The working parents’ guide to dealing with sick kids

Get your boss’s OK
Knowing your employer’s policies before you get a midday pickup call from school is a must — something Cheryl Fraser learned the hard way. Let go from her last job after she announced her pregnancy, Fraser recalls, “A single female VP said to me, when she found out, ‘I don’t do kids — I have a dog.’” Needless to say, the next time around Fraser, a trend forecaster and mother of two living in Stouffville, Ont., will ask up front about potentially working from home if her children are ill.

Which may make you wonder: When is the best time to broach the subject? Experts are divided. Sari Friedman, a human resources consultant and career coach in Toronto, feels strongly that if having flexibility to deal with unexpected family responsibilities is at the top of your job-requirements list, then you can certainly bring it up during the interview process. “But then you shouldn’t also ask about getting an extra week of vacation,” she adds. However, Anne Charette Tyler, president of The Burke Group, a human resources specialist in St. Catharines, Ont., recommends saving the subject until after you have a job offer and are negotiating salary and benefits.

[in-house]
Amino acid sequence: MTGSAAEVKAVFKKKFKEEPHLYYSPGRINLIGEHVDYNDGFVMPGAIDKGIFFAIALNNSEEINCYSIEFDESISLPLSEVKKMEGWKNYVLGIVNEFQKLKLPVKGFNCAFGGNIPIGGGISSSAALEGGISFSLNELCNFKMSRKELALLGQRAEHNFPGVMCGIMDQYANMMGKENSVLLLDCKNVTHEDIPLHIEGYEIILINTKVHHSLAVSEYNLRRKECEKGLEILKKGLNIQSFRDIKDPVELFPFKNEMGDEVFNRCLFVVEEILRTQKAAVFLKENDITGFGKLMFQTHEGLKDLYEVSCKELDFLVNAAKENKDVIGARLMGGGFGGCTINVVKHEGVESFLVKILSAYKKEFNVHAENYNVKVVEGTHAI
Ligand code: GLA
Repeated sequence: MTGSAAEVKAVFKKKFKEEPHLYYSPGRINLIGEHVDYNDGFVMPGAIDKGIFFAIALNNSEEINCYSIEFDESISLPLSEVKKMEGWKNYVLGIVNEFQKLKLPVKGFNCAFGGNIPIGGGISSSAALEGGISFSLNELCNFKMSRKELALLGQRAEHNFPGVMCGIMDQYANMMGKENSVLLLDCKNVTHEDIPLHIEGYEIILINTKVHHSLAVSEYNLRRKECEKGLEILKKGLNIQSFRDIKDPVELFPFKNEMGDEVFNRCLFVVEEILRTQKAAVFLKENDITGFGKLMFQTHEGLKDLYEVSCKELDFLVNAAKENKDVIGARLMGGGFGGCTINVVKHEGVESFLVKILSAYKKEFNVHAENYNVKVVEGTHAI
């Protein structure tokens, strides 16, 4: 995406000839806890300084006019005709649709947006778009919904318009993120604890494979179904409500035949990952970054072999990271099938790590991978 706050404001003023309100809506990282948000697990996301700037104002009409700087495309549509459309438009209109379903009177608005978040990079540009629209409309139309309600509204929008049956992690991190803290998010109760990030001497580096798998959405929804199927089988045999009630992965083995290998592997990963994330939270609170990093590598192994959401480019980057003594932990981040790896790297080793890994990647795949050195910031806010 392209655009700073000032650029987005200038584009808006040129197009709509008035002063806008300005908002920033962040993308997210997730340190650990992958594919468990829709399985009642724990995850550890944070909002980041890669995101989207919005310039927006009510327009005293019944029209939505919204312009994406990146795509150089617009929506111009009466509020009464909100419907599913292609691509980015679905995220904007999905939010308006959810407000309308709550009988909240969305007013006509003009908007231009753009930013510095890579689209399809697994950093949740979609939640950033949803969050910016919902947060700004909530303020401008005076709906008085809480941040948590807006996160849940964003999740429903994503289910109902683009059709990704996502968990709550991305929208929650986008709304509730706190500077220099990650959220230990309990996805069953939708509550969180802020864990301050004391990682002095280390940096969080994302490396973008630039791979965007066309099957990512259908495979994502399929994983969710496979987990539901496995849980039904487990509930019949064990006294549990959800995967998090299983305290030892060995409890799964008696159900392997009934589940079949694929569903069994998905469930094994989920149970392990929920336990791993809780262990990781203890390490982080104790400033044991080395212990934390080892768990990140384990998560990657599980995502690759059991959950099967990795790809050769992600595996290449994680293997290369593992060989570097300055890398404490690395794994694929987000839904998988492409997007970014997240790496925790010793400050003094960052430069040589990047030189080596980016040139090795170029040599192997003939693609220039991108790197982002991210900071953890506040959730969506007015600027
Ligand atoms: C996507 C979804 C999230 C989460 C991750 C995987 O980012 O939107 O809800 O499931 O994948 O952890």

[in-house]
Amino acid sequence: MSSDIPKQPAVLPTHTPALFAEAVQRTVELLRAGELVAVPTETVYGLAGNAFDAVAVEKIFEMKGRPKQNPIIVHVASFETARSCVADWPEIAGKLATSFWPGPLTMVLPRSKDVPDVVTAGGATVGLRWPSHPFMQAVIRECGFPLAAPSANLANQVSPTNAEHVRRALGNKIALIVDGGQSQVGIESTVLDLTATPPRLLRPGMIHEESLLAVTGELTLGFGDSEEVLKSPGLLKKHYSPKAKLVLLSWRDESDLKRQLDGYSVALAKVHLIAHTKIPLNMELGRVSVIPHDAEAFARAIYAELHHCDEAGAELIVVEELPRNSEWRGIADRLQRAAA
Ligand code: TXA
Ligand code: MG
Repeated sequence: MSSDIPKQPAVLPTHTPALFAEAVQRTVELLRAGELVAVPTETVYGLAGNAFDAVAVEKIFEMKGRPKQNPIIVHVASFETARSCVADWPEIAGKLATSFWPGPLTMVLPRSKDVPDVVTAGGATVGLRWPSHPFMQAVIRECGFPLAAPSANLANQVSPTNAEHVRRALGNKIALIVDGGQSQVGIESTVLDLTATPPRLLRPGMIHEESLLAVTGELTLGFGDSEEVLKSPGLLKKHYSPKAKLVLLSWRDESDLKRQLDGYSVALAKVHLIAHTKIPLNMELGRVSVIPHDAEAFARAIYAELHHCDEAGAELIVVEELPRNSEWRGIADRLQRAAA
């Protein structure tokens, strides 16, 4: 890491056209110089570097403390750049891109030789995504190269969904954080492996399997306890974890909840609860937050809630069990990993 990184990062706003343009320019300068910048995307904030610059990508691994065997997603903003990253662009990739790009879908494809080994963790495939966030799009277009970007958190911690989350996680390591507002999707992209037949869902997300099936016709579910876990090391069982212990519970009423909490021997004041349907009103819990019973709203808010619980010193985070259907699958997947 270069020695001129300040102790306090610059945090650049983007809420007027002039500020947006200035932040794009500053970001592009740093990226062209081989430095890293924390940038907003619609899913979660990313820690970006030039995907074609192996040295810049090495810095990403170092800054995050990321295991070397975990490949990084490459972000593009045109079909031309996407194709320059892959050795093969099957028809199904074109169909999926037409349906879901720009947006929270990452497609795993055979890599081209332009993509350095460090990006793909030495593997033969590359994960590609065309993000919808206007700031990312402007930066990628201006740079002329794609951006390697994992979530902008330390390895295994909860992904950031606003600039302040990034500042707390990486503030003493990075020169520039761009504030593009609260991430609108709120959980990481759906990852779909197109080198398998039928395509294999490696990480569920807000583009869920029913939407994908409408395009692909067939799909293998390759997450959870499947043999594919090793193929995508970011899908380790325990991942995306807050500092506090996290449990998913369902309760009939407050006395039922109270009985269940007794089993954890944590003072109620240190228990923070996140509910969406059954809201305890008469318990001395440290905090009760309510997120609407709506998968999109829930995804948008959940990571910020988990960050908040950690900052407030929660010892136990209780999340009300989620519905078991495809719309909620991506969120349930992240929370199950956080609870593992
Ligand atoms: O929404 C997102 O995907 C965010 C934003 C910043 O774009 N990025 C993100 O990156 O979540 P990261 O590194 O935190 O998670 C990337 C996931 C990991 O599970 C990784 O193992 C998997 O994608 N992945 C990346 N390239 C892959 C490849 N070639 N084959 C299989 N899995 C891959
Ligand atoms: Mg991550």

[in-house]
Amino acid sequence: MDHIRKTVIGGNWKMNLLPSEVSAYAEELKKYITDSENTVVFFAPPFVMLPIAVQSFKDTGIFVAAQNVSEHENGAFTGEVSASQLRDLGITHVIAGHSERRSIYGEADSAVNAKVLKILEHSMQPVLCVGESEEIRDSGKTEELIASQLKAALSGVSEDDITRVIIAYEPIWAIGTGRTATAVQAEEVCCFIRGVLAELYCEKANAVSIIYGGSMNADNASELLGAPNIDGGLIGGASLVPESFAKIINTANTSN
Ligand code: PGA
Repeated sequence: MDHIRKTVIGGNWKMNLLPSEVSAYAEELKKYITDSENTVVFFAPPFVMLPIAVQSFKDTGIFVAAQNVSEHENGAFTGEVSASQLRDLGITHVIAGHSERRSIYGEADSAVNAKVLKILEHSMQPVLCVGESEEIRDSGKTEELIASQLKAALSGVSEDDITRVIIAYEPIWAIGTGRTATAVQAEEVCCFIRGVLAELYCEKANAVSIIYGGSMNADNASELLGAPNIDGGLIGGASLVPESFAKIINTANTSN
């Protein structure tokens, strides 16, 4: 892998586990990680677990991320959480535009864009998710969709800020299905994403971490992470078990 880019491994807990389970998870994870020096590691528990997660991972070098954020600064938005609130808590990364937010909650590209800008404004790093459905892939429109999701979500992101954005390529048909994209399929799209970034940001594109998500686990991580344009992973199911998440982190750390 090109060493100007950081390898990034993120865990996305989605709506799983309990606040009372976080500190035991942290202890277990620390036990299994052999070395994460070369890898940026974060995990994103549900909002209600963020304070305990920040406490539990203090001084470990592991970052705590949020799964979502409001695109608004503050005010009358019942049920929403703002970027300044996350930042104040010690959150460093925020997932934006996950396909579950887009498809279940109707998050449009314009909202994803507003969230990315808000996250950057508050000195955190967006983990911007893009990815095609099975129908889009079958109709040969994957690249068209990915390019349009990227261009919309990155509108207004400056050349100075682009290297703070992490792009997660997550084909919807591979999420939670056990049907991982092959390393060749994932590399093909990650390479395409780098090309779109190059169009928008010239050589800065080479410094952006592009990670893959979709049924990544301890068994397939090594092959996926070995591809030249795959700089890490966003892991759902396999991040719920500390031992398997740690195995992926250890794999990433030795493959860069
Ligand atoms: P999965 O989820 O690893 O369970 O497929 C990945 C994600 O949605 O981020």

If you’re already in a job and unsure of where your boss and company policy stand on sick days, schedule a chat before your child gets sick. You may be pleasantly surprised. For Sheryl Steinberg, a mom of two from Toronto and director of corporate affairs for a wireless company, staying home with a sick child has never made waves at work. A lot of her peers have kids and have been in the same boat. “No one abuses the practice, so it’s not a big deal; we just tote our smartphones and laptops, and work from home,” she says.

Page 3 of 1012345...10...Last »